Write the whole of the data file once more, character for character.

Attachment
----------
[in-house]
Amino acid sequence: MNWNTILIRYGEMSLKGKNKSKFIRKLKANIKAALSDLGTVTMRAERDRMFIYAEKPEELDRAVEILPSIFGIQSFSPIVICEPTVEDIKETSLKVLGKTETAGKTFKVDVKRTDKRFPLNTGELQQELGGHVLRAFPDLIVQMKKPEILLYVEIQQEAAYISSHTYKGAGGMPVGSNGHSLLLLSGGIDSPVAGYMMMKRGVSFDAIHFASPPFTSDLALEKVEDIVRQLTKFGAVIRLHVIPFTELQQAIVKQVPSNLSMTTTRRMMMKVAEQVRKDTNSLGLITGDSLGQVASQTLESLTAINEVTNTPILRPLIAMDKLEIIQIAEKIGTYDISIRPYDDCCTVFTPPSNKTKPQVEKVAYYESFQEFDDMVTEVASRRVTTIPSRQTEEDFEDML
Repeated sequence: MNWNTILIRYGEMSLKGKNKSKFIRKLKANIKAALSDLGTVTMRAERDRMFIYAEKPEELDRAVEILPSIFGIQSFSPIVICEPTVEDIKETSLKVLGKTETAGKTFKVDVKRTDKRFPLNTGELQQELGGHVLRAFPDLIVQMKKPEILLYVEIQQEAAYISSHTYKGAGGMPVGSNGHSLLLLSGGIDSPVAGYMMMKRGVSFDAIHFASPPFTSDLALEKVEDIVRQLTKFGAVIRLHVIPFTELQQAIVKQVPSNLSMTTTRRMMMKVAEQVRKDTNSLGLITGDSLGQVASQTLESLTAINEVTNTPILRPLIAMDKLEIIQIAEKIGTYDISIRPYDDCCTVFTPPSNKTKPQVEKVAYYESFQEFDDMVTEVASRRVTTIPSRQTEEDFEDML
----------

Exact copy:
[in-house]
Amino acid sequence: MNWNTILIRYGEMSLKGKNKSKFIRKLKANIKAALSDLGTVTMRAERDRMFIYAEKPEELDRAVEILPSIFGIQSFSPIVICEPTVEDIKETSLKVLGKTETAGKTFKVDVKRTDKRFPLNTGELQQELGGHVLRAFPDLIVQMKKPEILLYVEIQQEAAYISSHTYKGAGGMPVGSNGHSLLLLSGGIDSPVAGYMMMKRGVSFDAIHFASPPFTSDLALEKVEDIVRQLTKFGAVIRLHVIPFTELQQAIVKQVPSNLSMTTTRRMMMKVAEQVRKDTNSLGLITGDSLGQVASQTLESLTAINEVTNTPILRPLIAMDKLEIIQIAEKIGTYDISIRPYDDCCTVFTPPSNKTKPQVEKVAYYESFQEFDDMVTEVASRRVTTIPSRQTEEDFEDML
Repeated sequence: MNWNTILIRYGEMSLKGKNKSKFIRKLKANIKAALSDLGTVTMRAERDRMFIYAEKPEELDRAVEILPSIFGIQSFSPIVICEPTVEDIKETSLKVLGKTETAGKTFKVDVKRTDKRFPLNTGELQQELGGHVLRAFPDLIVQMKKPEILLYVEIQQEAAYISSHTYKGAGGMPVGSNGHSLLLLSGGIDSPVAGYMMMKRGVSFDAIHFASPPFTSDLALEKVEDIVRQLTKFGAVIRLHVIPFTELQQAIVKQVPSNLSMTTTRRMMMKVAEQVRKDTNSLGLITGDSLGQVASQTLESLTAINEVTNTPILRPLIAMDKLEIIQIAEKIGTYDISIRPYDDCCTVFTPPSNKTKPQVEKVAYYESFQEFDDMVTEVASRRVTTIPSRQTEEDFEDML